Saturday, 2 September
Have your parents ever done something to you that was so MORTIFYING that you wished you could have just buried your head in the ground and died?
That is exactly what happened to me earlier today and I am still recovering from the incident!
This whole saga began a week ago when my mother called me up at work in the morning to have a chat.
“What are you up to?” she asked, like she always does.
Despite living in the same house, I must admit family time is a precious commodity for us and over the last couple of years with my sister starting university (she basically lives there) and my father and I both becoming increasingly busy at work, telephone is the only mode of communication that keeps us up to date with each other’s lives.
So, mom calling me at work for a chat has become quite normal.
“I’m at work mom, what do you think I’m doing?” I replied to her as usual as well, while updating the morning trades into the register. “Did you need something?”
“No”, she replied. “I was just wondering if you’ve heard about Lily?” she asked, her tone suddenly changing to one I have become very familiar with over the years.
It’s a tone that all DESI aunties (whether consciously or unconsciously) use as a prelude to gossip – a tone based on a mixture of curiosity, intrigue and scandal combined with a sense of twisted pleasure, excitement, self-righteousness, accentuated words and an annoyingly shrill voice .
It annoys me beyond description to know that even my OWN mother is no better than the rest of them when it comes to gossip!
“No”, I replied, trying not to let my annoyance show. “Did something happen to her?”
“Well you know how she went to Bangladesh with her parents for a holiday? They arrived back in Perth last week and Lily is married … to a DOCTOR!”
“WOW!” I said with as much shock and enthusiasm towards the news as I could muster – which was NONE!
The truth is, I already knew about Lily. Gossip travels fast in this community, and faster amongst the kids than the aunties, but we just let them think that they know first.
Besides, if I had told my mother that I already knew, she would start grilling me about why I hadn’t shared news with her earlier myself and given that I already knew which direction this conversation was heading – the fact that Lily married a doctor (my mother’s ultimate life goal for me) – I was already zoning out of her conversation and focusing on the Bloomberg screen in front of me.
So, who is Lily you ask?
Well to answer that question I need to explain how the Bangladeshi community works in Perth (or anywhere for that matter).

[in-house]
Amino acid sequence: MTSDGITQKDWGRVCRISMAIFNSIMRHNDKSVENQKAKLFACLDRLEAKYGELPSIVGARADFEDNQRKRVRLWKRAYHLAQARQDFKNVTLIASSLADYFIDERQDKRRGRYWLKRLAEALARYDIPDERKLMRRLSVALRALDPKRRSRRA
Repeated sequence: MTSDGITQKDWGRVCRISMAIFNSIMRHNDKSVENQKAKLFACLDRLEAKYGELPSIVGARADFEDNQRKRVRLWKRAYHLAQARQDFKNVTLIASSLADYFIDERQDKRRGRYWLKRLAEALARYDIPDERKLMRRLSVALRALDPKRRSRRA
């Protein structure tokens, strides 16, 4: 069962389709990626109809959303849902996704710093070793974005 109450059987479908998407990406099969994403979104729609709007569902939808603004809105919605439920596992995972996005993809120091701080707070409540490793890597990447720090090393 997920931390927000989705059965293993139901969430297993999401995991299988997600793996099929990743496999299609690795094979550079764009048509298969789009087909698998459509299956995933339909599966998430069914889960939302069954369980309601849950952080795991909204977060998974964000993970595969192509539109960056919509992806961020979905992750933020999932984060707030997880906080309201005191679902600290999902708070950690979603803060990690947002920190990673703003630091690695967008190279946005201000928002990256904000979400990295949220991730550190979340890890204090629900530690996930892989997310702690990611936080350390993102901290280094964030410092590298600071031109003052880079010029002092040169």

You see, Bangladeshi’s, no matter where they go will always find other Bangladeshi’s and form their own little insular communities around some common ideologies. One of these ideologies is that if you grow up as a kid in the community, you are expected to be friends with EVERY other kid in the community, whether you get along or not.
Lily is one of these kids and to be fair, she and I were quite close until second year of university. That was when she decided that she didn’t like the attention I received from the boys in the community and started spreading vicious rumors about me being a needy and mentally unstable individual.
Needless to say, that was the END of our friendship!
I must admit, I’m brutal when it comes to forgiving betrayals. It’s a vice of my character that I have consciously come to recognize in the past few years … and I know I do it to protect myself, so naturally I haven’t spoken to her in years. But that doesn’t stop me from knowing all the things she’s been up to.
I heard about her wedding from another community friend Asha who told me the details through WhatsApp. She, herself had heard the story from another community friend, Reya who heard it from her mother, who is very close to Lily’s aunt (who probably heard it all from the cat’s, dog’s, neighbors fish! – You get the gist) that the wedding was not planned.
In fact, Lily had no idea what was about to happen to her!
Basically, from what I’ve been told, Lily landed in Dhaka with her parents and they made their way to their family home in a city called Chittagong, where Lily’s extended family had a guy already lined up for her. A DOCTOR – which apparently no Bangladeshi parent can EVER say NO to as a son-in-law, because her parents basically FORCED her to marry him only a DAY AFTER they met!
You see here lies the problem! No one talks about how it all happened, or shows any concerns about how Lily might’ve felt about the whole situation, or is STILL feeling!
Like my mother, everyone’s sole focus is on the fact that she married a DOCTOR! – “Such a blessed match, such a lucky girl … blah blah blah” – YUK!
Talk about rose colored glasses!
Despite our past, I do feel bad for her. No one deserves this kind of fate, especially after growing up in Australia – but unfortunately this type of thing is not uncommon, and it’s sad that the community condoned it.
Anyway, my mother continued to chatter on for a while, telling me the version of the story she heard – I admit I didn’t pay enough attention to it until I heard the words “DOCTOR” and “WANTS TO MARRY YOU”.
She then had my FULL attention!
“What did you just say?” I asked.
“Baby aunties nephew wants to marry you”, she repeated. “He just moved here from Bangladesh, and is doing his exams to get his medical license in Australia. Baby aunty really likes you and they want the two of married as soon as possible”.
“Hold on just a second”, I told my mother and put the phone down onto the receiver before grabbing my mobile and walking into the boardroom and shutting the door. I dialed our home number and brought the mobile to my ears. “WHAT THE HELL ARE YOU TALKING ABOUT?” I fumed, yelling as quietly possible. “WHO IS BABY AUNTY AND WHAT MAKES YOU THINK I’LL MARRY HER NEPHEW?”
“What do you mean who is Baby aunty?” my mother retorted. “She lives down the road and comes to our house all the time”.
“I’VE NEVER MET HER AND I’M NOT MARRYING HER NEPHEW!”